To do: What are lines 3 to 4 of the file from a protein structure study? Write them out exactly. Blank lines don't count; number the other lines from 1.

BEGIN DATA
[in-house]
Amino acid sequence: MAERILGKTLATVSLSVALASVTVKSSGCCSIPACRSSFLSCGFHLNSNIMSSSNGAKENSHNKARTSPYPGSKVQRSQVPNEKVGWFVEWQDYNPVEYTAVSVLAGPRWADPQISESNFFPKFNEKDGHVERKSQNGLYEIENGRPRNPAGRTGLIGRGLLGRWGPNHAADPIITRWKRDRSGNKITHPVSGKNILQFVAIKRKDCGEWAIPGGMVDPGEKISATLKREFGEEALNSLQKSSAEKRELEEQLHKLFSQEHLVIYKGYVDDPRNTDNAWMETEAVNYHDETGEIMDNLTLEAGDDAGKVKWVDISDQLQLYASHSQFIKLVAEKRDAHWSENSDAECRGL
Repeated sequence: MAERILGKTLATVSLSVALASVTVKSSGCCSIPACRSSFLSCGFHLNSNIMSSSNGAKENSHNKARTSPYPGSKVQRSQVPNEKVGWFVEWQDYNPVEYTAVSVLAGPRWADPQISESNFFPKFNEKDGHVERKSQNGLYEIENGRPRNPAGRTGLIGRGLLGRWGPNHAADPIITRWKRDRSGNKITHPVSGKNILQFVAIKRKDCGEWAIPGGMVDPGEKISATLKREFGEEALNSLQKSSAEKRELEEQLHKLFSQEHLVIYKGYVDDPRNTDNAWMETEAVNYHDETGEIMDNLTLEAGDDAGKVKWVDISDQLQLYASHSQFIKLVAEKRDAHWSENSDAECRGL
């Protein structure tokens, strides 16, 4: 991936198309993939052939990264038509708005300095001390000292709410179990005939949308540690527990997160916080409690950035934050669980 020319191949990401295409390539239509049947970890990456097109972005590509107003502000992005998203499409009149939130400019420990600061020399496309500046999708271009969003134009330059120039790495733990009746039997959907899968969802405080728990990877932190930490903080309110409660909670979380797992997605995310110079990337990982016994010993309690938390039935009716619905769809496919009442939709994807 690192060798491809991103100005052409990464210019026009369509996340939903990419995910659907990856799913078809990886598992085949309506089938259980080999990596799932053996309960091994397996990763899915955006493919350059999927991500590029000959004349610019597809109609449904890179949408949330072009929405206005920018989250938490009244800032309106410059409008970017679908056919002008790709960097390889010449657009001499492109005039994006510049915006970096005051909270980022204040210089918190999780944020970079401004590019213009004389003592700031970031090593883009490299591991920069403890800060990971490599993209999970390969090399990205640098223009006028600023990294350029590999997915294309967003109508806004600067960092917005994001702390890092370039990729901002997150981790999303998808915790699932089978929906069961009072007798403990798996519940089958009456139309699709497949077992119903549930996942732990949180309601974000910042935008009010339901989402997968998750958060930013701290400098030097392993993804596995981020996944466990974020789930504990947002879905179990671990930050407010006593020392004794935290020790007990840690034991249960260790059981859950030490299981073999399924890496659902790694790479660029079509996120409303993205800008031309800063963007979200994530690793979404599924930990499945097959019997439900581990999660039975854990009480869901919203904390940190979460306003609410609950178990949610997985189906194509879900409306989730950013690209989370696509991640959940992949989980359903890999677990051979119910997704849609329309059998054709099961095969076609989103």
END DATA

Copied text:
Repeated sequence: MAERILGKTLATVSLSVALASVTVKSSGCCSIPACRSSFLSCGFHLNSNIMSSSNGAKENSHNKARTSPYPGSKVQRSQVPNEKVGWFVEWQDYNPVEYTAVSVLAGPRWADPQISESNFFPKFNEKDGHVERKSQNGLYEIENGRPRNPAGRTGLIGRGLLGRWGPNHAADPIITRWKRDRSGNKITHPVSGKNILQFVAIKRKDCGEWAIPGGMVDPGEKISATLKREFGEEALNSLQKSSAEKRELEEQLHKLFSQEHLVIYKGYVDDPRNTDNAWMETEAVNYHDETGEIMDNLTLEAGDDAGKVKWVDISDQLQLYASHSQFIKLVAEKRDAHWSENSDAECRGL
């Protein structure tokens, strides 16, 4: 991936198309993939052939990264038509708005300095001390000292709410179990005939949308540690527990997160916080409690950035934050669980 020319191949990401295409390539239509049947970890990456097109972005590509107003502000992005998203499409009149939130400019420990600061020399496309500046999708271009969003134009330059120039790495733990009746039997959907899968969802405080728990990877932190930490903080309110409660909670979380797992997605995310110079990337990982016994010993309690938390039935009716619905769809496919009442939709994807 690192060798491809991103100005052409990464210019026009369509996340939903990419995910659907990856799913078809990886598992085949309506089938259980080999990596799932053996309960091994397996990763899915955006493919350059999927991500590029000959004349610019597809109609449904890179949408949330072009929405206005920018989250938490009244800032309106410059409008970017679908056919002008790709960097390889010449657009001499492109005039994006510049915006970096005051909270980022204040210089918190999780944020970079401004590019213009004389003592700031970031090593883009490299591991920069403890800060990971490599993209999970390969090399990205640098223009006028600023990294350029590999997915294309967003109508806004600067960092917005994001702390890092370039990729901002997150981790999303998808915790699932089978929906069961009072007798403990798996519940089958009456139309699709497949077992119903549930996942732990949180309601974000910042935008009010339901989402997968998750958060930013701290400098030097392993993804596995981020996944466990974020789930504990947002879905179990671990930050407010006593020392004794935290020790007990840690034991249960260790059981859950030490299981073999399924890496659902790694790479660029079509996120409303993205800008031309800063963007979200994530690793979404599924930990499945097959019997439900581990999660039975854990009480869901919203904390940190979460306003609410609950178990949610997985189906194509879900409306989730950013690209989370696509991640959940992949989980359903890999677990051979119910997704849609329309059998054709099961095969076609989103």